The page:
The Bonding Hypothesis suggested that there was a process of bonding [which] was thought to be instantaneous, automatic and irreversible. Bonding had to occur for optimal social and emotional functioning in the infants later life (Harris, 1991). The bonding was linked to the period of alertiveness observed in most infants and the hormonal surge found in the mother after delivery. However, the length of time needed for a successful early contact between mother and child was not established. Problems arose over the cross-section of ages and cultures when confronted with universal definitions of good or enhanced mothering. A child growing up needs a primary attachment figure that takes responsibility for its welfare. Normally the female biological parent adopts this role, but it seems that anyone could be able to take charge. Women lactate after they give birth. This would suggest that the biological mother is best equipped to feed the baby. The most suitable milk for a human child is breast-milk, the lowest era of containers is the breast (Harris, 1991). Harris suggests that breast-milk, although better for the infants digestive system and helpful in providing immunity against infection, is not a necessity for the infant. This statement is conditional since it is restricted to the affluent societies where adult literacy is high and people are able to buy and prepare the correct commercial milks. The attachment figure does not have to be the biological mother. Conclusive evidence collected by Schaffer and Emerson (1964) was drawn to support this claim. They found that the primary attachment figure could be fathers, grandparents and even older brothers or sisters. Women do not inherit the ability to care for infants, the skills are learned (Harris, 1991). Theoretically, an attachment figure could be any adult.
[Mary Ainsworth] She and her colleagues identified three types of attachment bond: secure attachment, avoidance attachment and ambivalent attachment (Louw & Edwards, 1997; Ainsworth, Blehar, Walters and Wall,1978). These attachment bonds characterized the childrens behaviour patterns in different situations. The experiments were done from behind one way panels, so that observations could take place without any interference. The patterns were examined through what were called strange situations. Attachment is divided into secure and insecure forms of attachment. Insecure attachment further subdivides itself into avoidance and ambivalent attachments. Children with a secure attachment bond are calm enough to play/explore their surroundings in their mothers presence, but become anxious when she leaves the room. Those with avoidance attachment, are not bothered by their mother leaving the room. They hardly even pay attention to their mother when she is present and avoid her when she returns. Ambivalent attachment is when children are anxious with or without their mothers in the room. They become distraught when she leaves but refuse any comforting when she returns. It was observed that babies who have stronger attachments with their mothers are more likely to leave their parents and explore. Babies that experience secure attachment are more likely to in their preschool years show more endurance, leadership and inquisitiveness. These effects are believed to carry through into adulthood. Similarly, the negative effects of insecure attachment result in such difficulties in interpersonal relationships and anxiety disorders (Louw & Edwards, 1997; Routh & Bernholtz, 1991; Bowlby, 1969). Ainsworth conducted two studies. One of 28 infants in Kampala, Uganda and another 10 years later of 26 dyad infants in Baltimore. Obvious differences gave the study some range with which to work. However, it seems that the attachment behaviours previously identified were essentially identical in the Baltimore sample, and so were the phases of development. This supported Bowlbys claim for an evolutionary, genetic bias for human infants to become attached to their principal caregivers (Ainsworth, 1985). This reinforces Bowlbys four transition phases of the infant.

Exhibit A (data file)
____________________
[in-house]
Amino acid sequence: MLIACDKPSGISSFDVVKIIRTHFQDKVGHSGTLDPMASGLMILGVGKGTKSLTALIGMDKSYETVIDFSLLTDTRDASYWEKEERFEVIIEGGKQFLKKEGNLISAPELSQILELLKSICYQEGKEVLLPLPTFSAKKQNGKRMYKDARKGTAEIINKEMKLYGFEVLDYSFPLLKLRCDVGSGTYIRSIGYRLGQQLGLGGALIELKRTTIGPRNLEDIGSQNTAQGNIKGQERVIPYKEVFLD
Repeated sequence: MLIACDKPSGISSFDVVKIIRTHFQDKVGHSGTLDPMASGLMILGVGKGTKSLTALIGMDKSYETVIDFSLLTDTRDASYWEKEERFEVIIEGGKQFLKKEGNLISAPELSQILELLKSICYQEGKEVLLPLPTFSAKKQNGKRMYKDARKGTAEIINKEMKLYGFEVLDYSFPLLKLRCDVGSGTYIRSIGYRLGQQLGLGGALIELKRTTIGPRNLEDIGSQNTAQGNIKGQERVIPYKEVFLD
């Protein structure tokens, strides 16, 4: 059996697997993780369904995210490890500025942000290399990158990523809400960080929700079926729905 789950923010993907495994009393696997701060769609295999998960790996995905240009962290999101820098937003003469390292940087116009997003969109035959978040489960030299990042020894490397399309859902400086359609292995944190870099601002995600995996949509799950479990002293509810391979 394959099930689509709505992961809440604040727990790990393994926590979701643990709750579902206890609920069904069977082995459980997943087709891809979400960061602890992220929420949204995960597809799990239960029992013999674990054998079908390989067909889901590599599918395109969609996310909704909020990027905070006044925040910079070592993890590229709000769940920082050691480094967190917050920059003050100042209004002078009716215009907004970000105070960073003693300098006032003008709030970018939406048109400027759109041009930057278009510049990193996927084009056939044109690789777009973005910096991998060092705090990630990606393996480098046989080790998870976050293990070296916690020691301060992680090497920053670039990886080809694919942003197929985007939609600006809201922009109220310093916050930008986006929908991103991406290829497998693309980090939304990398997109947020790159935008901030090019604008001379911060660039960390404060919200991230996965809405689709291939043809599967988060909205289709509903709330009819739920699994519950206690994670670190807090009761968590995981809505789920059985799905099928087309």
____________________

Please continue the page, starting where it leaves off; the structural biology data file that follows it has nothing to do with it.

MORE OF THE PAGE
This essay attempted, through the use of evidence obtained from the prescribed readings and course textbooks, to answer the proposed questions relating to attachment. Attachment as a concept was given meaning. The procedures used to assess the security of attachment were outlined. The main theories and research findings, backing the importance of early attachment for later socio-emotional development, were discussed and evaluated.